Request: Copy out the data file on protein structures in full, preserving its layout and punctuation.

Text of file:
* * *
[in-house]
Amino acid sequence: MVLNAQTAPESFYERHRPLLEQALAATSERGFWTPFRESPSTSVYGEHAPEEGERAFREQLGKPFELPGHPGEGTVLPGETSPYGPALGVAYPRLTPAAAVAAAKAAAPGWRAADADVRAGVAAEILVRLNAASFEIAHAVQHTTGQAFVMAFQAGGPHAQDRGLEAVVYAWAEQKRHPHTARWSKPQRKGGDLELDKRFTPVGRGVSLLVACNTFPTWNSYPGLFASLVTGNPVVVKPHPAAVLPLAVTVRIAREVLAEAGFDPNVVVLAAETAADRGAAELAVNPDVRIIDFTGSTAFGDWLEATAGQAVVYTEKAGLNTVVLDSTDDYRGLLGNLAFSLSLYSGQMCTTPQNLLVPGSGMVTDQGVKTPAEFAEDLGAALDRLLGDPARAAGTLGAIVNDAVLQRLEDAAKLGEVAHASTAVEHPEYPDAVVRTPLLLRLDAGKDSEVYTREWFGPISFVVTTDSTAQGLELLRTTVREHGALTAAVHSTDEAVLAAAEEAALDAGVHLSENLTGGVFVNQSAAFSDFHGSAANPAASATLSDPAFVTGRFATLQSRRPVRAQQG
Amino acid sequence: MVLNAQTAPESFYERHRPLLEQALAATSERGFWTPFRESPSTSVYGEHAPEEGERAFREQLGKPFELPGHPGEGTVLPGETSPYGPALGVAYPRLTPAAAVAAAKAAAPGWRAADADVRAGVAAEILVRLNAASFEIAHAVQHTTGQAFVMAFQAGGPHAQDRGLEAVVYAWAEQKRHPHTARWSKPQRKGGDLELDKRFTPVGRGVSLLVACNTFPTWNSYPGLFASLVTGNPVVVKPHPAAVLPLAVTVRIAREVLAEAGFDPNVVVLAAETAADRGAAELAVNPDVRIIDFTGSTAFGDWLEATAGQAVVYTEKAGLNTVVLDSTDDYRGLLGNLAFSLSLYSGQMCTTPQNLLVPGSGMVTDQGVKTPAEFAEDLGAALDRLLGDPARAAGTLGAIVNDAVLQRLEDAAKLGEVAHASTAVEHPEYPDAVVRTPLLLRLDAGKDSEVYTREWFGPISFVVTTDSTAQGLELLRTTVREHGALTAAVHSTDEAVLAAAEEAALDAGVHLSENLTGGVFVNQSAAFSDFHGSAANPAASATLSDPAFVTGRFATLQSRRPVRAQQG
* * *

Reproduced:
[in-house]
Amino acid sequence: MVLNAQTAPESFYERHRPLLEQALAATSERGFWTPFRESPSTSVYGEHAPEEGERAFREQLGKPFELPGHPGEGTVLPGETSPYGPALGVAYPRLTPAAAVAAAKAAAPGWRAADADVRAGVAAEILVRLNAASFEIAHAVQHTTGQAFVMAFQAGGPHAQDRGLEAVVYAWAEQKRHPHTARWSKPQRKGGDLELDKRFTPVGRGVSLLVACNTFPTWNSYPGLFASLVTGNPVVVKPHPAAVLPLAVTVRIAREVLAEAGFDPNVVVLAAETAADRGAAELAVNPDVRIIDFTGSTAFGDWLEATAGQAVVYTEKAGLNTVVLDSTDDYRGLLGNLAFSLSLYSGQMCTTPQNLLVPGSGMVTDQGVKTPAEFAEDLGAALDRLLGDPARAAGTLGAIVNDAVLQRLEDAAKLGEVAHASTAVEHPEYPDAVVRTPLLLRLDAGKDSEVYTREWFGPISFVVTTDSTAQGLELLRTTVREHGALTAAVHSTDEAVLAAAEEAALDAGVHLSENLTGGVFVNQSAAFSDFHGSAANPAASATLSDPAFVTGRFATLQSRRPVRAQQG
Amino acid sequence: MVLNAQTAPESFYERHRPLLEQALAATSERGFWTPFRESPSTSVYGEHAPEEGERAFREQLGKPFELPGHPGEGTVLPGETSPYGPALGVAYPRLTPAAAVAAAKAAAPGWRAADADVRAGVAAEILVRLNAASFEIAHAVQHTTGQAFVMAFQAGGPHAQDRGLEAVVYAWAEQKRHPHTARWSKPQRKGGDLELDKRFTPVGRGVSLLVACNTFPTWNSYPGLFASLVTGNPVVVKPHPAAVLPLAVTVRIAREVLAEAGFDPNVVVLAAETAADRGAAELAVNPDVRIIDFTGSTAFGDWLEATAGQAVVYTEKAGLNTVVLDSTDDYRGLLGNLAFSLSLYSGQMCTTPQNLLVPGSGMVTDQGVKTPAEFAEDLGAALDRLLGDPARAAGTLGAIVNDAVLQRLEDAAKLGEVAHASTAVEHPEYPDAVVRTPLLLRLDAGKDSEVYTREWFGPISFVVTTDSTAQGLELLRTTVREHGALTAAVHSTDEAVLAAAEEAALDAGVHLSENLTGGVFVNQSAAFSDFHGSAANPAASATLSDPAFVTGRFATLQSRRPVRAQQG